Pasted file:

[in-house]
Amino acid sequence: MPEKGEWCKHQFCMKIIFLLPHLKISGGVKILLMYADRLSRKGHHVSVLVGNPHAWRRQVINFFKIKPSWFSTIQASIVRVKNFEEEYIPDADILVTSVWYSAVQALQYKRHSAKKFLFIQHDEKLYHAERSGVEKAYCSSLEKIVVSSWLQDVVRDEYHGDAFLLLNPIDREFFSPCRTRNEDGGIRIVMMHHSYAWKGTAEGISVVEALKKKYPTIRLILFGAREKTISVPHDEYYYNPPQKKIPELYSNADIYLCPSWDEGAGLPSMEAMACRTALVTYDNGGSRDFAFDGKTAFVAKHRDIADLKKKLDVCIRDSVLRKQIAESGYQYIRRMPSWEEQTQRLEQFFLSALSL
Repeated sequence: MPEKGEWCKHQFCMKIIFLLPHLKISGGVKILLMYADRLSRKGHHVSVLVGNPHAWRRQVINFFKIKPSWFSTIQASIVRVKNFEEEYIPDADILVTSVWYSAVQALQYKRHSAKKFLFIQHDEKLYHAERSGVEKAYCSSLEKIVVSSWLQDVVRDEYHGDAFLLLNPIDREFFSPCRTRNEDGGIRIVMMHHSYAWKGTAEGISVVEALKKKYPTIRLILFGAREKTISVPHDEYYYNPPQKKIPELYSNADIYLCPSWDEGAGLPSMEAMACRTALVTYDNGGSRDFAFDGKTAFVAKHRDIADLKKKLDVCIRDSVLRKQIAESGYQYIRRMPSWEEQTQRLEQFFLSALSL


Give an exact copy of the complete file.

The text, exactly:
[in-house]
Amino acid sequence: MPEKGEWCKHQFCMKIIFLLPHLKISGGVKILLMYADRLSRKGHHVSVLVGNPHAWRRQVINFFKIKPSWFSTIQASIVRVKNFEEEYIPDADILVTSVWYSAVQALQYKRHSAKKFLFIQHDEKLYHAERSGVEKAYCSSLEKIVVSSWLQDVVRDEYHGDAFLLLNPIDREFFSPCRTRNEDGGIRIVMMHHSYAWKGTAEGISVVEALKKKYPTIRLILFGAREKTISVPHDEYYYNPPQKKIPELYSNADIYLCPSWDEGAGLPSMEAMACRTALVTYDNGGSRDFAFDGKTAFVAKHRDIADLKKKLDVCIRDSVLRKQIAESGYQYIRRMPSWEEQTQRLEQFFLSALSL
Repeated sequence: MPEKGEWCKHQFCMKIIFLLPHLKISGGVKILLMYADRLSRKGHHVSVLVGNPHAWRRQVINFFKIKPSWFSTIQASIVRVKNFEEEYIPDADILVTSVWYSAVQALQYKRHSAKKFLFIQHDEKLYHAERSGVEKAYCSSLEKIVVSSWLQDVVRDEYHGDAFLLLNPIDREFFSPCRTRNEDGGIRIVMMHHSYAWKGTAEGISVVEALKKKYPTIRLILFGAREKTISVPHDEYYYNPPQKKIPELYSNADIYLCPSWDEGAGLPSMEAMACRTALVTYDNGGSRDFAFDGKTAFVAKHRDIADLKKKLDVCIRDSVLRKQIAESGYQYIRRMPSWEEQTQRLEQFFLSALSL